I-400 receives an order to hoist the designated black flag of surrender with a black ball and to disarm the boat. The three M6A1 Seiran, with false American markings, are run out of the hangar, their bombs detached, then the aircraft are assembled, run up and catapulted unmanned into the sea. I-400s derrick drops the bombs into the ocean. All 20 Type 95 torpedoes are fired out and codes, logs, charts and secret documents are also destroyed.

27 August 1945:
At 1200, I-400, flying the black flag, is sighted by one of Task Force 38's aircraft. The plane reports I-400's location at 38-40N, 143-12E. I-400 surrenders to destroyers USS BLUE (DD-744) and MANSFIELD (DD-728) 500 miles NE of Tokyo.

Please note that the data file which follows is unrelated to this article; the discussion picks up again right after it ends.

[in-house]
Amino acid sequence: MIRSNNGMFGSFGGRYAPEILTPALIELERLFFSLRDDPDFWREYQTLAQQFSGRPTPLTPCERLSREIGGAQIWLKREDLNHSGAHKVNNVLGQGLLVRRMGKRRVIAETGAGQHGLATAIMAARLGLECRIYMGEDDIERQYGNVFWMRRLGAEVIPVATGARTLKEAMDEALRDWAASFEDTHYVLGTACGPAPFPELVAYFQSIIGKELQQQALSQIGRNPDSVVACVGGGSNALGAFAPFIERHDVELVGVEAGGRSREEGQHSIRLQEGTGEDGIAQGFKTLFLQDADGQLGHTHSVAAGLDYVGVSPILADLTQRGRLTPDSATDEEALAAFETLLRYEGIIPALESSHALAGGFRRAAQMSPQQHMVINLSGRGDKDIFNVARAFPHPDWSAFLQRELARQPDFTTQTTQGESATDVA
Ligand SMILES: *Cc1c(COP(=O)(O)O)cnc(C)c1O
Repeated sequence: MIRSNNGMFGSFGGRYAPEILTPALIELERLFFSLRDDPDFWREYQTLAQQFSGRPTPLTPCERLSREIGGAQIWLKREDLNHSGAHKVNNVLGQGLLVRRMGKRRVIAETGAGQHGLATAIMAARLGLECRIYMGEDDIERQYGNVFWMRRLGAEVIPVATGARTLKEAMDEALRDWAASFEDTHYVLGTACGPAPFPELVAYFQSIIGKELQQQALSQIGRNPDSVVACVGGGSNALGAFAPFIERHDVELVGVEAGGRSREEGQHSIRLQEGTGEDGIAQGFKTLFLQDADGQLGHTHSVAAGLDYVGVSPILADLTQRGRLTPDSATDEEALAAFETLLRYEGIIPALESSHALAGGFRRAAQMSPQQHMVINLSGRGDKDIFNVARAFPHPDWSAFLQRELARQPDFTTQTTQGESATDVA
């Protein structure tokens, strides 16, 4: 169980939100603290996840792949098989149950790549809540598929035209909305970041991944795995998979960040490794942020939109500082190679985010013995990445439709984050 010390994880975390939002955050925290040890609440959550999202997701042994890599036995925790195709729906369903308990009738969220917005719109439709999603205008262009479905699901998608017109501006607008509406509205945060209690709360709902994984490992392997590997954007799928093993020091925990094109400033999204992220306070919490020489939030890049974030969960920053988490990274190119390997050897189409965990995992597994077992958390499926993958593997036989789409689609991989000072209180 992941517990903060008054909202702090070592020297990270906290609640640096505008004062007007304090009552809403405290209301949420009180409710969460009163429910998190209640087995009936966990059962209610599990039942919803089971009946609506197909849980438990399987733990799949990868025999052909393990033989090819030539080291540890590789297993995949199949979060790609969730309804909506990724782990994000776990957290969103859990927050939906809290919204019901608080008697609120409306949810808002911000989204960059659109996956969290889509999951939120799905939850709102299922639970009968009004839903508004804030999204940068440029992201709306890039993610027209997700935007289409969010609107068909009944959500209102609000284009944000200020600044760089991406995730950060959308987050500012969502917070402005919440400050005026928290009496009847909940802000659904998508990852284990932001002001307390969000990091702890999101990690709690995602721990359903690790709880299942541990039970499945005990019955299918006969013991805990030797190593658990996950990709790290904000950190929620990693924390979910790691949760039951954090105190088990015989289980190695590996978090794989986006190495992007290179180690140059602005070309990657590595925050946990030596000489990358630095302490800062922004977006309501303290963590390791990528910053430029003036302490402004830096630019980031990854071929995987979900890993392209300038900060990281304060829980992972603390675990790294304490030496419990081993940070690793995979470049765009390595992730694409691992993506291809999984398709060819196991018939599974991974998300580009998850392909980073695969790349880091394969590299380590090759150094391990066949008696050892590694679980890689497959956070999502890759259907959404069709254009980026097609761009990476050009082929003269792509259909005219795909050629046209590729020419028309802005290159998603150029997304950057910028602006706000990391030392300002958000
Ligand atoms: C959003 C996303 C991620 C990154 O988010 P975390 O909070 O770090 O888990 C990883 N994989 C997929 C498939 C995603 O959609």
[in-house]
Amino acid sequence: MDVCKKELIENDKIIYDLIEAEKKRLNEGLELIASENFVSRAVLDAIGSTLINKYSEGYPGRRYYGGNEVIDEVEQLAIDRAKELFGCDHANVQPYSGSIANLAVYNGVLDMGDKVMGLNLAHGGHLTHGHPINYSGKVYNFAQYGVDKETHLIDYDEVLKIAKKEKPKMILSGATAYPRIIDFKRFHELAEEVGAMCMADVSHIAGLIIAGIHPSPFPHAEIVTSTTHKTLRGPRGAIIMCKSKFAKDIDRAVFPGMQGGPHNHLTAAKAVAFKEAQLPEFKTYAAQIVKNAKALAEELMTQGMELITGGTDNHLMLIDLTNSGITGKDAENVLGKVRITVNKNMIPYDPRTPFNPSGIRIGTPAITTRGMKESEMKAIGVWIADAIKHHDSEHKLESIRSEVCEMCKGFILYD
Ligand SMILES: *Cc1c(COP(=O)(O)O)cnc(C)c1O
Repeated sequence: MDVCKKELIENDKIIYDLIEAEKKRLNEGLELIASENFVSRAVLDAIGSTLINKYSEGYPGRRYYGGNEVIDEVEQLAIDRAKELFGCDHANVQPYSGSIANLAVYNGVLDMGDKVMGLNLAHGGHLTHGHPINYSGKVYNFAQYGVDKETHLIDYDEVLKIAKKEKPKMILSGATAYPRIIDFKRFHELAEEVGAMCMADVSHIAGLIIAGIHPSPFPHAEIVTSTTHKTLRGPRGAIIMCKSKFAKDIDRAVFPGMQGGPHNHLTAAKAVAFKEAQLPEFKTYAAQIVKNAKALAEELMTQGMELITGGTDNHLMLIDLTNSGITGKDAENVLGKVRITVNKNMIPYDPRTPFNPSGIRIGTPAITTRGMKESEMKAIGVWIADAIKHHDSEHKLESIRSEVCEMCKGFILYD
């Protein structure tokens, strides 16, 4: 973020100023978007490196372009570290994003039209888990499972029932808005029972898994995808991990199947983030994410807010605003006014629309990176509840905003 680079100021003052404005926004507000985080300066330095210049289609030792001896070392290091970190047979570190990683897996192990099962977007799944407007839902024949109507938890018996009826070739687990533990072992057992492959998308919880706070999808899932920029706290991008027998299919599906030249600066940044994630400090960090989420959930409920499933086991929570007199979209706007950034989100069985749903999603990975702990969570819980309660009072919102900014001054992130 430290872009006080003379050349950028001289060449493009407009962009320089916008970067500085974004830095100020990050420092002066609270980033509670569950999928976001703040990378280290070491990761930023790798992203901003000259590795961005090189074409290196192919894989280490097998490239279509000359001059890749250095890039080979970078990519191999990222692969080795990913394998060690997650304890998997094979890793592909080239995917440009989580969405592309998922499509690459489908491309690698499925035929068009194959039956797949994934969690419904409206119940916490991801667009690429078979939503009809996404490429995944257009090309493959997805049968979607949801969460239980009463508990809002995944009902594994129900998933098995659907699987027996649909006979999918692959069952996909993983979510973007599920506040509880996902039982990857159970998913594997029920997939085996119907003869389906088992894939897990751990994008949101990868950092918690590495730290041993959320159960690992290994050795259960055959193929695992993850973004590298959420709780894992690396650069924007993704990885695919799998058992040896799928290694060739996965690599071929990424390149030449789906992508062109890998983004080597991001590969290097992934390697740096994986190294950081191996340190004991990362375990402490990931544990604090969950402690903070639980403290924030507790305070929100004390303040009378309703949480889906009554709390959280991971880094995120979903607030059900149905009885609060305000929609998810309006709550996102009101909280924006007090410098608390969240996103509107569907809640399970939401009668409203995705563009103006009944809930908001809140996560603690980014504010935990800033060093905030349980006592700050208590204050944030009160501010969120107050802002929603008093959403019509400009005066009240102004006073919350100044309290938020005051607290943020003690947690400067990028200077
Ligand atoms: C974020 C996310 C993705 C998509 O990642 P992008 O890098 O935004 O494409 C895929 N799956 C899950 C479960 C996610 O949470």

Cdr (later Rear Admiral) Hiram H. Cassedy (former CO of USS SEARAVEN, SS-196 and TIGRONE, SS-419) and a prize crew of four officers and forty men disembark from Captain Charles N. Day's submarine tender USS PROTEUS (AS-19) and proceed towards I-400's location aboard USS WEAVER (DE-741).

28 August 1945:
WEAVER arrives alongside I-400. Cdr Cassedy assumes command of I-400. I-400 proceeds towards Yokosuka escorted by BLUE and WEAVER.

29 August 1945:
Sagami Wan. At 0915, I-400 under Cassedy's prize crew moors to port alongside PROTEUS. At 0955, I-14 arrives under Cdr Clyde B. Steven's prize crew and also moors to port outboard of the I-400.

30 August 1945: